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Type Public (NYSE: DGI)
Founded 1992
Headquarters Longmont, CO USA
Key people Jill Smith, CEO
Employees 460

DigitalGlobe, of Longmont, Colorado, USA, is a commercial vendor of space imagery and geospatial content, and operator of civilian remote sensing spacecraft. The company went public on the New York Stock Exchange on 14 May 2009, selling 14.7 million shares at $19.00 each to raise $279 million in capital.[1]


Worldview Imaging Corporation was founded in January 1992 in Oakland, California in anticipation of the 1992 Land Remote Sensing Policy Act (enacted in October 1992) which permitted private companies to enter the satellite imaging business.[2] Its founder was Dr Walter Scott, who was joined by Doug Gerull in 1993 immediately after the company had received the first high resolution commercial remote sensing satellite license issued under the 1992 Act. The company was initially funded with private financing from a Silicon Valley sources. Scott was head of the Lawrence Livermore Laboratories "Brilliant Pebbles" and "Brilliant Eyes" projects which were part of the Strategic Defense Initiative. Gerull was in charge of the mapping division at the Intergraph Corporation.[3] The company's first remote sensing license from the United States Department of Commerce allowed it to build a commercial remote sensing satellite capable of collecting images with 3 m (9.8 ft) resolution.[2]

In 1995, the company became EarthWatch Incorporated, merging WorldView with Ball Aerospace & Technologies Corp.'s commercial remote sensing operations.[4] In September 2001, EarthWatch became DigitalGlobe.[5]


Early Bird 1

Early Bird 1 was launched for Earth Watch Inc. launched 24th December 1997 from the Svobodny Cosmodrome by a Start-1 launch vehicle.[6] It included a panchronmatic camera with a 3 m (9.8 ft) resolution and a multispectral camera with a 15 m (49 ft) resolution. Early Bird 1 was the first commercial satellite to be launched from the Svobodny Cosmodrome.


QuickBird, launched on October 18, 2001,[4] is DigitalGlobe's primary satellite. It was built in partnership with Ball Aerospace and Orbital Sciences, and launched by a Boeing Delta II. It is in a 450 km altitude, –98 degree inclination sun-synchronous orbit. An earlier launch attempt resulted in the loss of QuickBird-1. It included a panchronmatic camera with a 60 cm (24 in) resolution and a multispectral camera with a 2.4 m (7 ft 10 in) resolution.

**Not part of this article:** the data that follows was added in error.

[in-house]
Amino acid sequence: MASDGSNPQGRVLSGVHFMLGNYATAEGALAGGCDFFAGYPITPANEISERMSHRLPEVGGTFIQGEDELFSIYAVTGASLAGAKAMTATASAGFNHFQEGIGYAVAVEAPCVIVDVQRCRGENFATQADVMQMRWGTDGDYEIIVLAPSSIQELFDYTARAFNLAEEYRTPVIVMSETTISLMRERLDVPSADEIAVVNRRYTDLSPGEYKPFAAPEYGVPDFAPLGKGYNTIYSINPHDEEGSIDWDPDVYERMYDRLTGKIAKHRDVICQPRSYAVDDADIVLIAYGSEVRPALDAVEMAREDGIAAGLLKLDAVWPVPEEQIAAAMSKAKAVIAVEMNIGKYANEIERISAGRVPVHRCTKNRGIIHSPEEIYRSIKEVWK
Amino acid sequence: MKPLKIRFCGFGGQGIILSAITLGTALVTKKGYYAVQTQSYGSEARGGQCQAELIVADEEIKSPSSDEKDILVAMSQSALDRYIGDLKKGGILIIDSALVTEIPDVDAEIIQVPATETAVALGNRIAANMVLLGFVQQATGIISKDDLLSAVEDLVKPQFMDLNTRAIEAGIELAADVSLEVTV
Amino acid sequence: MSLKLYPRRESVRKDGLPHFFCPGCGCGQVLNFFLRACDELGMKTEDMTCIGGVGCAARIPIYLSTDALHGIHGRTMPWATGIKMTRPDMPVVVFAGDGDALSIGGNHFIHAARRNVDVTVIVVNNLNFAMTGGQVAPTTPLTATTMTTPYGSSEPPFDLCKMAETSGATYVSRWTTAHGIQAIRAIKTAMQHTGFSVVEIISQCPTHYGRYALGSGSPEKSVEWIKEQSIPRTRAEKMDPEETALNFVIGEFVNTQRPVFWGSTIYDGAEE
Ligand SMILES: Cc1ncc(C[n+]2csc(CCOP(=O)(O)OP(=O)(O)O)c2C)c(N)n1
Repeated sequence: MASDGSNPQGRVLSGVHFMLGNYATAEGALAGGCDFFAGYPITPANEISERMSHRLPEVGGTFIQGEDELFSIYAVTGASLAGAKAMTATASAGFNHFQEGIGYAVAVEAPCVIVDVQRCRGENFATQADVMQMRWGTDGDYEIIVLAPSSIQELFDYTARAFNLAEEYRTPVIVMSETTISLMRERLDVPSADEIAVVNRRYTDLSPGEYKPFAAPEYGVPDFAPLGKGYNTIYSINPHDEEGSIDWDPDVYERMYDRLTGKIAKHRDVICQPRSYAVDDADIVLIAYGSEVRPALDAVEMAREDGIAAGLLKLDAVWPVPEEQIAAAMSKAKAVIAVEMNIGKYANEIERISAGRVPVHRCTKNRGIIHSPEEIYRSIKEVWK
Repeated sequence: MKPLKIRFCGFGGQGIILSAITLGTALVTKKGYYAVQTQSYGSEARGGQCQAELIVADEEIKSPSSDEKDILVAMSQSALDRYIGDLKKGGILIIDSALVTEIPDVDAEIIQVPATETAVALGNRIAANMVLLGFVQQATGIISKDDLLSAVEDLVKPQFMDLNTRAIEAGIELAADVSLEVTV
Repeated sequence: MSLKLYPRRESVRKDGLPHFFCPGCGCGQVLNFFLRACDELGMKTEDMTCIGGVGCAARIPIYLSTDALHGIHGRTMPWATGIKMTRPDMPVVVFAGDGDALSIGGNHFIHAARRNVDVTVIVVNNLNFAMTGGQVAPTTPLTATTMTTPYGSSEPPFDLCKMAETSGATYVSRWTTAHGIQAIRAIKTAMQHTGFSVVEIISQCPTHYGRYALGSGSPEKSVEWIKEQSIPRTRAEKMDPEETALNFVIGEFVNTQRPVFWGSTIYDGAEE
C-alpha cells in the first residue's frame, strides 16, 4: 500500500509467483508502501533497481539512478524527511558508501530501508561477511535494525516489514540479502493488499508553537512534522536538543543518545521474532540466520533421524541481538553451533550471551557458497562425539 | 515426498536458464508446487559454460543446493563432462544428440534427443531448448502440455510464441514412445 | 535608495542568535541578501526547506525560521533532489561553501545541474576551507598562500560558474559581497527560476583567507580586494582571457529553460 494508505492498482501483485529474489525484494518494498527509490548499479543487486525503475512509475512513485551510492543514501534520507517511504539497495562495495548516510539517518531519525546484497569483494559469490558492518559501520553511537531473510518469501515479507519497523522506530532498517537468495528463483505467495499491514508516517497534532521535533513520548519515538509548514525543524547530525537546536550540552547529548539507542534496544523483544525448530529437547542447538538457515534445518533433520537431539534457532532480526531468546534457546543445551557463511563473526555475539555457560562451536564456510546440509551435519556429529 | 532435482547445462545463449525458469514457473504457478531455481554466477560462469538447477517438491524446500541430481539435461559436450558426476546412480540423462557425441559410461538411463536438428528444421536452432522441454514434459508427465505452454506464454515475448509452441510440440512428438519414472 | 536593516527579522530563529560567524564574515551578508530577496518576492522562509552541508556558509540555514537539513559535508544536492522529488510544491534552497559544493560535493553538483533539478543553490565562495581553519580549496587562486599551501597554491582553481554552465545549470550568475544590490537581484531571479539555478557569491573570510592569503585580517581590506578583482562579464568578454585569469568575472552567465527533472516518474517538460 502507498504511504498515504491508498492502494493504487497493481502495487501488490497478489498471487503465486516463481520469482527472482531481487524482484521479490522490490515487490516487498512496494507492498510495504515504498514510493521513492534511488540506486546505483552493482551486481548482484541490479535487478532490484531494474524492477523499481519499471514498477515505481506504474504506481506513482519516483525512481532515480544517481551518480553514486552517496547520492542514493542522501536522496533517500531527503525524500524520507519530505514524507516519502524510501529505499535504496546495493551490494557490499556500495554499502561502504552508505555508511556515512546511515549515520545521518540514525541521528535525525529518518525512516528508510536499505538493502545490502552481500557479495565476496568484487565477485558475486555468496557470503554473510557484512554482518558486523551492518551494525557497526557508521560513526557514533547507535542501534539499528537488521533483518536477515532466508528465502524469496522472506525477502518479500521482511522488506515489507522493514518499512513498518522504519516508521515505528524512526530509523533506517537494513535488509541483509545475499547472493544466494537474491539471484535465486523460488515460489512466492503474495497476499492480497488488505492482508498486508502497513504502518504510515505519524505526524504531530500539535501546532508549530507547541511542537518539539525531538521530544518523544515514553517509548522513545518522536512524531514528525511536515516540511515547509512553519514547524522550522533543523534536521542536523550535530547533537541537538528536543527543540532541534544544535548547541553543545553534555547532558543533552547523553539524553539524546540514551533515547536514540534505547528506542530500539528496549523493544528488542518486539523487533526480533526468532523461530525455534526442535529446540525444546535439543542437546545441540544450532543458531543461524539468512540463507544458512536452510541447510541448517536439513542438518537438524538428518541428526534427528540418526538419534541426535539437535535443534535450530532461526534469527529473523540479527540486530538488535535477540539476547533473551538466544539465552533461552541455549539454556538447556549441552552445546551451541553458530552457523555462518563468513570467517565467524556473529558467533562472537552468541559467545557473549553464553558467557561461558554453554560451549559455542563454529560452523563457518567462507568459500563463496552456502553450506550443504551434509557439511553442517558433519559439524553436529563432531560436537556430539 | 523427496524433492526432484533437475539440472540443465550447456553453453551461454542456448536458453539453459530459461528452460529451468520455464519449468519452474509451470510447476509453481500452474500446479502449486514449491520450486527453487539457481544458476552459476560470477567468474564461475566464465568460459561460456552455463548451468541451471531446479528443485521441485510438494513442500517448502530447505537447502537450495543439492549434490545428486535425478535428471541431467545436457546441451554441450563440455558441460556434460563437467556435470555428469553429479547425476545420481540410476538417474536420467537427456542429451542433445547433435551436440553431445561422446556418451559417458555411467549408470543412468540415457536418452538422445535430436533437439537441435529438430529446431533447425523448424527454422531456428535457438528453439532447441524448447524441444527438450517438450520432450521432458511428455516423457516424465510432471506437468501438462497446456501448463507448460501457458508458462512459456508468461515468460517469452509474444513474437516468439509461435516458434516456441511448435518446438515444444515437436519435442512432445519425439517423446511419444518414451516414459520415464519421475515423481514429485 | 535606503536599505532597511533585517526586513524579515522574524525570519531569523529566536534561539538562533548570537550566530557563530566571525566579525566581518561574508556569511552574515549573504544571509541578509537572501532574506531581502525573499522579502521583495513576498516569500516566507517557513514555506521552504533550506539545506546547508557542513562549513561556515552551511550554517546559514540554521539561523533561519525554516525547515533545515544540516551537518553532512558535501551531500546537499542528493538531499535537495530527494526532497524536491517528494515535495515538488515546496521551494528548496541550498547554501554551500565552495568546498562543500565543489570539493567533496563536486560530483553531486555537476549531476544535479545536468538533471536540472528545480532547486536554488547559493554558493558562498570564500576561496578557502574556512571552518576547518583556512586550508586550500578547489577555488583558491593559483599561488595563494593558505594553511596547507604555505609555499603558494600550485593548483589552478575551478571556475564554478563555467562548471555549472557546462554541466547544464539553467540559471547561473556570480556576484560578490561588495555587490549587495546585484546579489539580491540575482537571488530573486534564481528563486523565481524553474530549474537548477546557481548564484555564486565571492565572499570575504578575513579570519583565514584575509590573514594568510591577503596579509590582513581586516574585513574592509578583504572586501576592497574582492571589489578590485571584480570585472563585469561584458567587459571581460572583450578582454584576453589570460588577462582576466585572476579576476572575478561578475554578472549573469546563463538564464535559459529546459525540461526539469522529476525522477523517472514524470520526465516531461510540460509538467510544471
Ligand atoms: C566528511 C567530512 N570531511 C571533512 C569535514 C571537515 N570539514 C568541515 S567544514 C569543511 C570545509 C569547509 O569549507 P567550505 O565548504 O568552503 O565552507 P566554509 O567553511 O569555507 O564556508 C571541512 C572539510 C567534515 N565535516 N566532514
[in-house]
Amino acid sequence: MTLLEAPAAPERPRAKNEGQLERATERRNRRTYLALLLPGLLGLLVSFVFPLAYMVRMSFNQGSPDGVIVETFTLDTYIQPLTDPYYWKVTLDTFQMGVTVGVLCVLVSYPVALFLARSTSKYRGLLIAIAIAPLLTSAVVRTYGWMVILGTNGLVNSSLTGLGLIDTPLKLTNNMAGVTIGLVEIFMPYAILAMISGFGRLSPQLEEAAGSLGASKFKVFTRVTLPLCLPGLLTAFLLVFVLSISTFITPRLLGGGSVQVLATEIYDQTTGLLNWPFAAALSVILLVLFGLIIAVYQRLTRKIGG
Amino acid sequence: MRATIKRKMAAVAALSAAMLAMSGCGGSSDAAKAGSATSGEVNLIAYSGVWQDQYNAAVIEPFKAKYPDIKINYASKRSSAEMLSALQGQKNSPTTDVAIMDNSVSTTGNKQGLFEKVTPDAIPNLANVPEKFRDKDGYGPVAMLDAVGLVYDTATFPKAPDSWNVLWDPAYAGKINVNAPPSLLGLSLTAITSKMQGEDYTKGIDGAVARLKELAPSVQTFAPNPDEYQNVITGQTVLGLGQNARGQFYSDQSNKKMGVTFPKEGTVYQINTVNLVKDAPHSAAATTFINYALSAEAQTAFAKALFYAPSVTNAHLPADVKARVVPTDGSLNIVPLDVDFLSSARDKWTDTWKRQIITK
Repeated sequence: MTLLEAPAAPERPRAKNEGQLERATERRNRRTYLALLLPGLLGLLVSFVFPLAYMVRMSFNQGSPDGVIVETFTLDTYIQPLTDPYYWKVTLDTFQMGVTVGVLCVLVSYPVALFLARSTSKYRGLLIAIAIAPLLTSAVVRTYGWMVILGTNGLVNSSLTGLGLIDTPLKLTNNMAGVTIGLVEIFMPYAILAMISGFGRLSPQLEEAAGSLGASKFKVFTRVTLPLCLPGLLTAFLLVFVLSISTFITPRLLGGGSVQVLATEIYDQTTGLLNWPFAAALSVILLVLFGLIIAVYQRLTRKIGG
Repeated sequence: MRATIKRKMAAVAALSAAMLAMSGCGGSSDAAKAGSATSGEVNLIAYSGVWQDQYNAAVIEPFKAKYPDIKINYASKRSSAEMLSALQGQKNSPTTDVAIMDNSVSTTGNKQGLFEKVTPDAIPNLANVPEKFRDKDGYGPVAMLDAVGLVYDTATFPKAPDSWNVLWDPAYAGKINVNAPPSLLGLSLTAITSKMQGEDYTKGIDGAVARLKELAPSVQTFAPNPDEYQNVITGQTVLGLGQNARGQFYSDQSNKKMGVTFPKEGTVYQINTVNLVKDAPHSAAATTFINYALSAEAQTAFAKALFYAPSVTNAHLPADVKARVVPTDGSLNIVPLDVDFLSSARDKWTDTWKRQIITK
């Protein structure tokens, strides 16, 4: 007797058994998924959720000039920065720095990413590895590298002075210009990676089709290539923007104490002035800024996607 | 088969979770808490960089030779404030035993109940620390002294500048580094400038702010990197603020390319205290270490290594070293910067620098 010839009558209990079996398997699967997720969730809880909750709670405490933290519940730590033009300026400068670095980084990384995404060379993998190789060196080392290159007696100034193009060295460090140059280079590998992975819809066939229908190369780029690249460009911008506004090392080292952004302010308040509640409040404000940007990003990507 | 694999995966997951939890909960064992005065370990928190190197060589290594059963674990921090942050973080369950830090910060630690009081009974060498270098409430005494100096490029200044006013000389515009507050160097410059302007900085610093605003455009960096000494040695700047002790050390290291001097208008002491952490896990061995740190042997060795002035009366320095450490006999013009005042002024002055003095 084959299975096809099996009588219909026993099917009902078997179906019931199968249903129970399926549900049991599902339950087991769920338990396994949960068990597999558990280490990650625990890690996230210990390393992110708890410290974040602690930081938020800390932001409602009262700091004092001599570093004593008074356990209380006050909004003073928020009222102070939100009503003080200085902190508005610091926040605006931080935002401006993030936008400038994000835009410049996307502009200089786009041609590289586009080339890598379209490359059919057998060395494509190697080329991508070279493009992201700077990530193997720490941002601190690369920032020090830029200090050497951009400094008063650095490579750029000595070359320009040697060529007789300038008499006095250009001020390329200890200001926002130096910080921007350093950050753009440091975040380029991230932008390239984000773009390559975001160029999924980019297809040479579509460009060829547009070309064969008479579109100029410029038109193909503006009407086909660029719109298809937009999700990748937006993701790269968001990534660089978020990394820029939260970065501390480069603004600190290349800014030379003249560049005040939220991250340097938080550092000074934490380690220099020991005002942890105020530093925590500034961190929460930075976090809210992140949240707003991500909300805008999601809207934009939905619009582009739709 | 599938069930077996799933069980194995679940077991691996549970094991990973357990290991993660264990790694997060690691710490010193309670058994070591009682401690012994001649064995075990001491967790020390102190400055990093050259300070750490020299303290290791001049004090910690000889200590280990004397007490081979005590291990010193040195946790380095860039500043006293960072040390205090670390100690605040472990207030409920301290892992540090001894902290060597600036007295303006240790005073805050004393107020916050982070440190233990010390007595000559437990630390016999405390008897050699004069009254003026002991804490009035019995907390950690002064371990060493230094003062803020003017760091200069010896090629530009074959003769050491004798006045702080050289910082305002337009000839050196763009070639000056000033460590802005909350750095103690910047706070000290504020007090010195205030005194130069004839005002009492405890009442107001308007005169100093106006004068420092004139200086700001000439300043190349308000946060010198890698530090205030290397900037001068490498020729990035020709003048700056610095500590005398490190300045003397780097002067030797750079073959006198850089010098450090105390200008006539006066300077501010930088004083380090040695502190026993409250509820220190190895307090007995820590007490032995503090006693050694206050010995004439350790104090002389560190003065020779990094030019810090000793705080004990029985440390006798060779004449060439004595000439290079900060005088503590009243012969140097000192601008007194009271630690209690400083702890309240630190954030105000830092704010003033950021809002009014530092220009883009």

Ball Aerospace built WorldView-1.[7] It was launched at 18:35 GMT on September 18 2007 from Vandenberg Air Force Base on a Delta II 7920-10C. Launch services were provided by United Launch Alliance. The National Geospatial-Intelligence Agency is expected to be a major customer of WorldView-1 imagery.[8] It included a panchronmatic only camera with a 50 cm (20 in) maximum resolution. It was the most powerful commercial satellite when launched.


Ball Aerospace is currently building WorldView-2.[7] It is scheduled for launch in September/October 2009.[9] DigitalGlobe has partnered with Boeing for launch of the WorldView satellites on Delta II.[10] It will include panchronmatic sensor with a 46 cm (18 in) maximum resolution and a multispectral sensor of 184 cm (72 in)[11]


DigitalGlobe’s customers range from urban planners, to the U.S. federal agencies, including NASA[5] and the United States Department of Defense's National Geospatial-Intelligence Agency (NGA).[12] Much of Google Earth and Google Maps high resolution-imagery is provided by DigitalGlobe,[13] as is imagery used in TerraServer.[14] DigitalGlobe's main competitors are GeoEye (formerly Orbimage and Space Imaging) and Spot Image.

See also


  1. DigitalGlobe (DGI), Wikinvest
  2. 2.0 2.1 EarlyBird Satellite Expected to Sharpen Focus of Commercial Remote Sensing Industry - Retrieved September 8, 2008
  3. COMPANY NEWS; A Plan for Close-Up Images of Earth From Space - New York Times - February 12, 1993
  4. 4.0 4.1 "Digital Globe - History". Retrieved 2006-04-19. 
  5. 5.0 5.1 "Scientific Data Purchase". NASA. Retrieved 2006-04-19. 
  6. "Early Bird 1". NASA. 
  7. 7.0 7.1 "DigitalGlobe announces Ball building WorldView 2 satellite". Spaceflight Now. Retrieved 2007-02-02. 
  8. "A Satellite's First Breath". O'Reilly Media. 
  9. "DigitalGlobe Press Room". DigitalGlobe. Retrieved 2008-06-13. 
  10. "Boeing Selected to Co-Develop and Launch Next DigitalGlobe Imaging Satellite". Boeing. 2004. Retrieved 2006-04-19. 
  12. "National Geospatial-Intelligence Agency Awards $12 Million ClearView Contract to DigitalGlobe". 2006, March 16. 
  13. Hafner, Katie and Saritha Rai (2005, December 20). "Governments Tremble at Google's Bird's-Eye View". The New York Times. 
  14. " - Image Providers". Retrieved 2006-04-19. 

External links